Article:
The Last Key (8/10)


The flashing call signal fell silent. There was an audible, collective sigh of relief among the team as they breathed again. Jerome had activated the nuclear emergency extinguisher system aboard Alma’s ship and had flooded every part of the ship, minus the sealed cabin, with heavy water.

“How did you know that would work?” asked Tami, in amazement.

“You were right, the moss is there for a reason,” said Jerome. “It could be insulating the electrical program, consciousness, whatever it is, from open air. But air is pretty resistant to energy dissipation—we have plenty of circuits out in open air—so the moss must be there for some other reason.

“What is great at dissipating energy? Water, as long as it’s got some type of ion or impurity in it, which all water has. If there is an electrical intelligence in that city, it must be dependent on the moss to keep it from dissipating every time it rains. Thankfully, our ships are still on nuclear power, and that means they all have extinguisher systems that will flood the cabins in case of a nuclear emergency. Thank Earth it is an emergency system, or I wouldn’t have had access to it from here.

“I guess this proves it wasn’t Alma,” he added. “She wouldn’t have stopped the call signal.”

“Is it gone permanently?” asked Kira.

“Well, if it is an electrical intelligence, it might stay away as long as it’s wet—but we should assume that it’s not, just in case,” said Tami. “Jerome, is it possible to disconnect completely from any transmission from that aircraft?”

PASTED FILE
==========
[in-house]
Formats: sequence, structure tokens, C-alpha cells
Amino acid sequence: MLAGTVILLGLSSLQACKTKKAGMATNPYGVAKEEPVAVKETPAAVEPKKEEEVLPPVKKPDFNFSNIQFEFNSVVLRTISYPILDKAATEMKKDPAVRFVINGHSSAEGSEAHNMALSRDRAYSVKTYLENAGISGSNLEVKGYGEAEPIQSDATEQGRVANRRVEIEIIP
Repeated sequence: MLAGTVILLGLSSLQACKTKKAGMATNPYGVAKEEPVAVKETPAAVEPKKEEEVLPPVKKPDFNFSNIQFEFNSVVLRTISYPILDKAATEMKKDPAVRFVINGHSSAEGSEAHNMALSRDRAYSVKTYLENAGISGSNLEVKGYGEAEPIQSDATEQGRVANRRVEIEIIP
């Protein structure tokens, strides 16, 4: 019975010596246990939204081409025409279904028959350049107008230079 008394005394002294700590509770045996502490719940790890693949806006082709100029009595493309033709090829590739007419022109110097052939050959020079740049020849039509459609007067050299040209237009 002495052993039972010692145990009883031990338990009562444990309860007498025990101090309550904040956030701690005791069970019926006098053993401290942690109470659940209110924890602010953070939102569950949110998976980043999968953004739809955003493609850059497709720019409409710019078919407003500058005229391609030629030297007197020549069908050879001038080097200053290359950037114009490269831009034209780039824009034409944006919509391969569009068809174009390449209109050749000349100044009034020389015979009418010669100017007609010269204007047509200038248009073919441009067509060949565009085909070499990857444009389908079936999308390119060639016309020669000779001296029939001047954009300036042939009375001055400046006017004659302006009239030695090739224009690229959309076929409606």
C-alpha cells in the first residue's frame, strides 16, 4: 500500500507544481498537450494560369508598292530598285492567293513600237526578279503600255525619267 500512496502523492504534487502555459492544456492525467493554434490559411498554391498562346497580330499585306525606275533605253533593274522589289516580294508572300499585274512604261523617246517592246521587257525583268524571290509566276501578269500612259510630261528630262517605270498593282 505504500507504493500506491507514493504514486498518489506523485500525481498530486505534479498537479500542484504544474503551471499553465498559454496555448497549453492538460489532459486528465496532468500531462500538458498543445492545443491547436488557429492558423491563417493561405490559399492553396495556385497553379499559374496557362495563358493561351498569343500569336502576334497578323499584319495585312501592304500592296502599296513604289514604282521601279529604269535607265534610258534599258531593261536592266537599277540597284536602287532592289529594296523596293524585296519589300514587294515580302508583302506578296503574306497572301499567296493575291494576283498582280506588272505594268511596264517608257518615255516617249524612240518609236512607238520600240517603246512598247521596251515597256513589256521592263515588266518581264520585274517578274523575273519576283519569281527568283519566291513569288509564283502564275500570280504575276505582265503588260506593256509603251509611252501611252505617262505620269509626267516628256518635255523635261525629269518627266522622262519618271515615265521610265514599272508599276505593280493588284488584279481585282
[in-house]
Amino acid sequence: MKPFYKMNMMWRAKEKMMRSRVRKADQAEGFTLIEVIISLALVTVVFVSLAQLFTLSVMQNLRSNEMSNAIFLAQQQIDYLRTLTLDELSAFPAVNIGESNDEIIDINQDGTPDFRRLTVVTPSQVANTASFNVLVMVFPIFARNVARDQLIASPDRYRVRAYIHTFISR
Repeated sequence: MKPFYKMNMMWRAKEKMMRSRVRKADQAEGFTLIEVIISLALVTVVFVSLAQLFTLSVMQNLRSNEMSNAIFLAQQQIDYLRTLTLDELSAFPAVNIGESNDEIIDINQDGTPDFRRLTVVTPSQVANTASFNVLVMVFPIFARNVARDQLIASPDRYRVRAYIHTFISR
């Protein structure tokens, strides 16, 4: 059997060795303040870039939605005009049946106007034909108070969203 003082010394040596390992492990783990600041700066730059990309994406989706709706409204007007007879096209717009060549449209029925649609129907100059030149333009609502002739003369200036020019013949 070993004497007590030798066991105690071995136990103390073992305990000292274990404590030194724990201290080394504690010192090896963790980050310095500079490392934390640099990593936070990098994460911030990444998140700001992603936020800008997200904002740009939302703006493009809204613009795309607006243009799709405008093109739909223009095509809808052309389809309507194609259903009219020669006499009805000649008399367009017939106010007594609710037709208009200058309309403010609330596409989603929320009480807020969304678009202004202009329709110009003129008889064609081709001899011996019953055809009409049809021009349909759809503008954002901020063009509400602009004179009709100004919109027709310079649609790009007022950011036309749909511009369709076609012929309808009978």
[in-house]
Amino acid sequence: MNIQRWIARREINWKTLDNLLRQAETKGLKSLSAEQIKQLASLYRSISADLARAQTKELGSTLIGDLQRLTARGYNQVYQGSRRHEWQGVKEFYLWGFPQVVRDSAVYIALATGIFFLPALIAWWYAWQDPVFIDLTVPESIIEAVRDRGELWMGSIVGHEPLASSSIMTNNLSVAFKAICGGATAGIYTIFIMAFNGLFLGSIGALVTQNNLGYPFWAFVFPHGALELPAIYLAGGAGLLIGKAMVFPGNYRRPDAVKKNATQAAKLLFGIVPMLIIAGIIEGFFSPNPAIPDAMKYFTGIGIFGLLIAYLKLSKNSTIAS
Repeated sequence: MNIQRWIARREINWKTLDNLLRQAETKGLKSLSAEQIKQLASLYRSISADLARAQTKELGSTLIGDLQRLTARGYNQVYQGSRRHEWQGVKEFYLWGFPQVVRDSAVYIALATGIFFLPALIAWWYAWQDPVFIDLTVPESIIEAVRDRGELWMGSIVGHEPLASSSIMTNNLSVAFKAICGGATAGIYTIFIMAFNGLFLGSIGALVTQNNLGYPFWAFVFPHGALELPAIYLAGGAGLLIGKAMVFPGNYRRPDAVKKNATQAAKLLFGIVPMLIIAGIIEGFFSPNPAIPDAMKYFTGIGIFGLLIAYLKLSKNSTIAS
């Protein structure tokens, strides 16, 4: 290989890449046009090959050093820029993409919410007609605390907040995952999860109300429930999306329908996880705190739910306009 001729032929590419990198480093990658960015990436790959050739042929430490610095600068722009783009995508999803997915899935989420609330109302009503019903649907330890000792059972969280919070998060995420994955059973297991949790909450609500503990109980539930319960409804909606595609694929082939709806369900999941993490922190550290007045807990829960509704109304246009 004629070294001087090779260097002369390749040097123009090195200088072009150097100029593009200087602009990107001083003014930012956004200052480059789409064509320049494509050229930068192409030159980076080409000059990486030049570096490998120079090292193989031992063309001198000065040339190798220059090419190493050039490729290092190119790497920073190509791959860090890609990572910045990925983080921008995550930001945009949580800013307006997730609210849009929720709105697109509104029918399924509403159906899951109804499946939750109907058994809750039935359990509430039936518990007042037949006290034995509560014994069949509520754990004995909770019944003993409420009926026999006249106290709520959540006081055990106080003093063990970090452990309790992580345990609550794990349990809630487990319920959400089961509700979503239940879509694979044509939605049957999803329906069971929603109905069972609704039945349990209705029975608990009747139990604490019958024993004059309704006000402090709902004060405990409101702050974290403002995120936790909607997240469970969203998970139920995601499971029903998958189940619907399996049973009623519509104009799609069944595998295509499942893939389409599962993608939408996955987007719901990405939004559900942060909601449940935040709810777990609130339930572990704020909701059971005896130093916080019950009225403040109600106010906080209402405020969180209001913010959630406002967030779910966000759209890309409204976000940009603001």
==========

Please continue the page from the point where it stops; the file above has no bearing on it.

“I can reset all of the linking codes so that there’s no direct line to us, but I can’t stop the general transmission signal from the ship. Without the direct linkage, I’m not sure how easy it will be for them to get through to us, and I can’t even say if it’s possible or not without knowing more about—about it.”

Gravely, Calum nodded at Jerome’s update. They could be up and off the Earth in four hours, and in a few more days far out of range of any transmission signal from Alma’s ship. Thankfully, he thought, her ship was not equipped for space travel—and yet, he knew that fact might be her death seal, if she ever did manage to escape the city’s strange hold. He was loathe to leave without her, and yet if they did not go now, they might never be able to. And he knew the Commission, who would be live on his quarter-comm in two minutes, would only have one opinion. “Thank you, Jerome. Anything else? Bores-up and drone returns in progress?”

“A few aquatic drones are still out in the oceans, and none of them are in range for return. I set them to sink with confirmation.”

Calum nodded. “If the electric intelligence can’t stand water, our drones will be safe at the bottom of the ocean.” Another few million dollars gone, he thought, but so it goes.

Jerome nodded and turned, then hesitated. One of the aquatic drones, AQ-7, had not reported back to base in several days and if it did not establish a connection with base soon, Jerome would be unable to get the signal to it before they departed.

“Is there something else?” asked Calum, sensing Jerome’s concern.

Jerome looked at Calum, sitting in front of the great display that would soon hold the faces of some of the most important scientists and politicians of the Galaxy.

“No,” he said, meekly, “not a big deal.” He turned and walked out, the door sliding shut behind him.